## University Calculus: Early Transcendentals (3rd Edition)

$$f^{-1}(x)=\frac{1}{\sqrt[3] x}$$ - Domain: $(-\infty,0)\cup(0,\infty)$ - Range: $(-\infty,0)\cup(0,\infty)$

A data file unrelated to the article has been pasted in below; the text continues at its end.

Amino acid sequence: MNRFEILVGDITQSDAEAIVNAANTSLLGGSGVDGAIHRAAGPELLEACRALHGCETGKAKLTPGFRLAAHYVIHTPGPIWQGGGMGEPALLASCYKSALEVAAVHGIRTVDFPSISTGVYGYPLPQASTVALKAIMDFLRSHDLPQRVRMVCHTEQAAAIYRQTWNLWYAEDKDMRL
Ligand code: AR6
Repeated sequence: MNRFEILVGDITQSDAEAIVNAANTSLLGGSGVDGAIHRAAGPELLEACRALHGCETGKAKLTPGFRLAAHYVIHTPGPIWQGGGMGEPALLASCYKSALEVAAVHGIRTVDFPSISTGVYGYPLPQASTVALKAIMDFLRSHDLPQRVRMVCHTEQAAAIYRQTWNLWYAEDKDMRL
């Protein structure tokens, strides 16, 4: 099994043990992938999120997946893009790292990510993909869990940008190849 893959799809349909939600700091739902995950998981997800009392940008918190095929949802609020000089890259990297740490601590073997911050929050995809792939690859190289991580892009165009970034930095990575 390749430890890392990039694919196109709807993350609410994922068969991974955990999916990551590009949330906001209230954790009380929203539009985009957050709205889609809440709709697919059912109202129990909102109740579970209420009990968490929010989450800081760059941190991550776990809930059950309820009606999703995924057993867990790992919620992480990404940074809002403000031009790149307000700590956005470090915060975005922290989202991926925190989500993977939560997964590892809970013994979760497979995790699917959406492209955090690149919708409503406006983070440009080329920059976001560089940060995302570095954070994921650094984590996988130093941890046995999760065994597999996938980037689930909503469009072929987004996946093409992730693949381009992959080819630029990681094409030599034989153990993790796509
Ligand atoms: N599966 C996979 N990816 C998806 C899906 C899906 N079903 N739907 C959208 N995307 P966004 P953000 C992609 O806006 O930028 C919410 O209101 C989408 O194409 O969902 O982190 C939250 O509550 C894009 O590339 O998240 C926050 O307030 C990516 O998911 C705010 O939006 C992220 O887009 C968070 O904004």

$$y=f(x)=\frac{1}{x^3}\hspace{1cm}x\ne0$$ To find its inverse: 1) Solve for $x$ in terms of $y$: $$y=\frac{1}{x^3}$$ $$x^3=\frac{1}{y}$$ $$x=\frac{1}{\sqrt[3] y}$$ 2) Interchange $x$ and $y$: $$y=\frac{1}{\sqrt [3]x}$$ Therefore, $$f^{-1}(x)=\frac{1}{\sqrt[3] x}$$ - Domain: $x$ is defined where $x\ne0$. So the domain of $f^{-1}$ is $(-\infty,0)\cup(0,\infty)$. - Range: Since $\sqrt[3]{x}\gt0$ ranges from $-\infty$ to $\infty$ in the defined $x$, $\frac{1}{\sqrt[3]x}$ also ranges from $-\infty$ to $\infty$, except there is no value of $x$ so that $f^{-1}(x)=0$ In other words, the range of $f^{-1}$ is $(-\infty,0)\cup(0,\infty)$ *Check: $$f(f^{-1}(x))=\frac{1}{\Big(\frac{1}{\sqrt[3] x}\Big)^3}=\frac{1}{\frac{1}{x}}=x$$ $$f^{-1}(f(x))=\frac{1}{\sqrt[3]{\frac{1}{x^3}}}=\frac{1}{\frac{1}{x}}=x$$ Therefore, $f(f^{-1}(x))=f^{-1}(f(x))=x$